By Kelsen Kitchen
Aggie BluePrint contributor
Photos by Andrew McAllister
In 1934, at a time when anti-Semitism was reaching feverish heights all over the world,the popular comic book character Superman,by two young Jewish men, debuted.
He was created partially in response to the Nazi idea of the ideal man and partially as an escape for two frustrated adolescents who felt powerless in the face of such a hostile world climate. From such humble beginnings, an American icon was born, which has influenced art and popular culture for almost ninety years.
This story and many others can be found at the Nora Eccles Harrison Museum of Art, which is currently hosting “Bang! Thwack! Plop!”, an exhibit that explores the influence of comics on contemporary art. Comic books may seem like an unconventional focus for a fine art museum, but Deb Banerjee, curator of exhibitions and programs at the museum, believes that there is real value in examining the comics genre as an art form.
“As part of the budget cuts of the recent years, we had less funds to bring in travelling exhibitions, so our thoughts turned to the permanent collection and how we could make a thematic exhibition that would be lively and challenging,” she said. “I started to note that a lot of the artworks in our collection had the influence of comics. …I think artists from the last sixty years have found comics to be a vibrant and efficient way to portray important issues.”
Since the 1980s, alternative comics and graphic novels have been gaining ground — being recognized by the mainstream society, both critically and commercially. In 1992, a special Pulitzer Prize was awarded to “Maus: A Survivor’s Tale,” a two-part graphic memoir about the Holocaust. Oregon-based independent comic publisher Oni Press produced the massively successful “Scott Pilgrim”series, which later inspired a major motion picture, “Scott Pilgrim vs. the World.”“Persepolis,” published in 2000, is an autobiographical graphic novel that was ranked by Newsweek as the fifth-best fiction book of the decade.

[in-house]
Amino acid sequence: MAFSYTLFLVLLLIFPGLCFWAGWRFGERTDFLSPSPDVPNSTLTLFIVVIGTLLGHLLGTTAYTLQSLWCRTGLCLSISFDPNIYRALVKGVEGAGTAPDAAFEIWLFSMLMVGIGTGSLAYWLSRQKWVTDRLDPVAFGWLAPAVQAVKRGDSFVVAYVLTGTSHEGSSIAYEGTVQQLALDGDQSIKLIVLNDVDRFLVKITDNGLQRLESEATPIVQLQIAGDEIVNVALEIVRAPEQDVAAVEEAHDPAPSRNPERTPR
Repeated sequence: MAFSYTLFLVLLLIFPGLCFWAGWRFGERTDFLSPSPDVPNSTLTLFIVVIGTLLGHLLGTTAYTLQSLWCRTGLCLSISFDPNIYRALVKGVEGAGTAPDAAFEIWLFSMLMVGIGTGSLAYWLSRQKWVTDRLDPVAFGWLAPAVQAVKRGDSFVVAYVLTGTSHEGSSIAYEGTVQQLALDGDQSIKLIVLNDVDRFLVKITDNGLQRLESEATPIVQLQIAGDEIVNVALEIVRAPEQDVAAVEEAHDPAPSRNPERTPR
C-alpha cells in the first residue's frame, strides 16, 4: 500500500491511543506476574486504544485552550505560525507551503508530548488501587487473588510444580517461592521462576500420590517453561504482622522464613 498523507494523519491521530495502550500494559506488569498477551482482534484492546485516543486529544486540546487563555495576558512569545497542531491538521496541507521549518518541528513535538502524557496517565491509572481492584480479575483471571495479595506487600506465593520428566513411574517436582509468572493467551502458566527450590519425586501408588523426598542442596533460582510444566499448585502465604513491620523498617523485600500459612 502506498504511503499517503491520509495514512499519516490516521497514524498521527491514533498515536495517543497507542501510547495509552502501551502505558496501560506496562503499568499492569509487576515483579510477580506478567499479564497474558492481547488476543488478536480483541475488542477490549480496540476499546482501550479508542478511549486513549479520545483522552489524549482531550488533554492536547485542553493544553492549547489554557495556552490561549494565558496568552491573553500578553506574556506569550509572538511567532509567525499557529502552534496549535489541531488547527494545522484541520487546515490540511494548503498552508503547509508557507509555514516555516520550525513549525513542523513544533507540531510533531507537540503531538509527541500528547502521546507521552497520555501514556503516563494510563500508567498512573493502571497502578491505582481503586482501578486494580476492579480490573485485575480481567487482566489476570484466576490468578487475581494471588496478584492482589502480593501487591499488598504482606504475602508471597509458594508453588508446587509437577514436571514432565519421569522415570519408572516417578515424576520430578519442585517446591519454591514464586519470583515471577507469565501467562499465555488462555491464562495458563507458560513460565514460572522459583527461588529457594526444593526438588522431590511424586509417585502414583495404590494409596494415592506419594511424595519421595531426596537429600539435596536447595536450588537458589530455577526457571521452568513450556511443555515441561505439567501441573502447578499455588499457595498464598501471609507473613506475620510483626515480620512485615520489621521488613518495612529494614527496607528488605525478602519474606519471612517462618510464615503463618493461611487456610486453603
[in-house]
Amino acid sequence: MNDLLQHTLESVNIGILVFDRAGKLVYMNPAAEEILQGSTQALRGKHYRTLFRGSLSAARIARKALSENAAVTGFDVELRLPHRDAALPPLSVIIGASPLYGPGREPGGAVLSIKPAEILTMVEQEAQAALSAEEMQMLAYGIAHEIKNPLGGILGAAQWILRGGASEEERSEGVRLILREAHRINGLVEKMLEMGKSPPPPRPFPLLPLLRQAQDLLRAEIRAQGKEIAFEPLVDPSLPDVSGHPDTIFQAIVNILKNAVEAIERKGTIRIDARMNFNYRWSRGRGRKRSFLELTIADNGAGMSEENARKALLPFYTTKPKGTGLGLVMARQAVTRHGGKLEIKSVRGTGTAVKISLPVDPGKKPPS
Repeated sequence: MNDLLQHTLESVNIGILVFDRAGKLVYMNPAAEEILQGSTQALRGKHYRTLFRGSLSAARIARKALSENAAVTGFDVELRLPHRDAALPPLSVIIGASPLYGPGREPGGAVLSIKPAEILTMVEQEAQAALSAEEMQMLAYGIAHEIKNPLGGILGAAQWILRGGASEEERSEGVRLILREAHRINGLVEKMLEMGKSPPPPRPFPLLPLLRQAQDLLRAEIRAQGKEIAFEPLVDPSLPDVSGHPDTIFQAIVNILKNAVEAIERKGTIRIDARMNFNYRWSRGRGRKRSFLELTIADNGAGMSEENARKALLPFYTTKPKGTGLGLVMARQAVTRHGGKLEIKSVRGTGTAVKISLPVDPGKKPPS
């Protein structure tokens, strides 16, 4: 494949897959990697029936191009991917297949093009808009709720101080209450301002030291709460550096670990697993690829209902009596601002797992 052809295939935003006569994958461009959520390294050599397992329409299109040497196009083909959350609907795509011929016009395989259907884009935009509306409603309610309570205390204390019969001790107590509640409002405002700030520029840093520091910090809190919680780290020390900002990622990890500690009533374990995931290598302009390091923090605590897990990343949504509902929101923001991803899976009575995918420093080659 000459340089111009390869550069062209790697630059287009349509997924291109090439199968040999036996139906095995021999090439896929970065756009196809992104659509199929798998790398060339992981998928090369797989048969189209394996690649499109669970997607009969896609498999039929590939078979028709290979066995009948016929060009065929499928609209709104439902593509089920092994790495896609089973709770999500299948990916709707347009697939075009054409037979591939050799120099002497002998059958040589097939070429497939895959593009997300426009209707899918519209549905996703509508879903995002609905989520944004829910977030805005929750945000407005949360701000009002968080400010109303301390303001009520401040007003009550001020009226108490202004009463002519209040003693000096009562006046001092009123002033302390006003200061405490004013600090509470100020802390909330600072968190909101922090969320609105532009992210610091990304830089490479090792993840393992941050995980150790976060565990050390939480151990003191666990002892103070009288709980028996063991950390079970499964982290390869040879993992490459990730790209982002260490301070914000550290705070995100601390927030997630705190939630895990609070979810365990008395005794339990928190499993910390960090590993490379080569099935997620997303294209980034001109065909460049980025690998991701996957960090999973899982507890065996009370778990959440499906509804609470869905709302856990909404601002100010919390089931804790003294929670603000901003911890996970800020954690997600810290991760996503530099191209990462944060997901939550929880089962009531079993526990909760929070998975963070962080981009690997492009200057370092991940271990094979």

Examples such as these and many other works have helped to erase the stigma on the alternative comic genre, helping it to gain a wider audience and to expose the literary potential of the medium. Independent titles that deal with important issues and portray realistic characters are gradually becoming more popular. “Newer comics have shifted the focus from escapism to introspection,” Banerjee said. “The independent titles have shown us that stereotypes can be played with and flipped in a non-threatening and effective way.”
Banerjee also predicts that, in the future, comics will find a more respected niche in our culture. “I think the comic industry will grow larger,” she said. “The particular way that comics combine images and text has a poignant way of expressing ideas that people enjoy.”
Ideas and definitions about what “art” is are also becoming more flexible. “The world is less concerned with medium and form,” Banerjee said.“At one time, to be taken seriously as an artist you had to make paintings or sculpture out of big important materials, such as oil paint, steel or bronze. Today, artworks exist in more transitory materials, so making a work out of low-cost book materials or for the web or film is more acceptable—is not such a big deal.”
If you are interested in seeing how comics have had an influence on contemporary art, or are just looking for an engrossing way to spend your afternoon, check out the “Bang! Thwack! Plop!” exhibit at the NoraEccles Harrison Museum of Art, located in the fine arts courtyard. The exhibition will be on display until Dec. 17, 2012.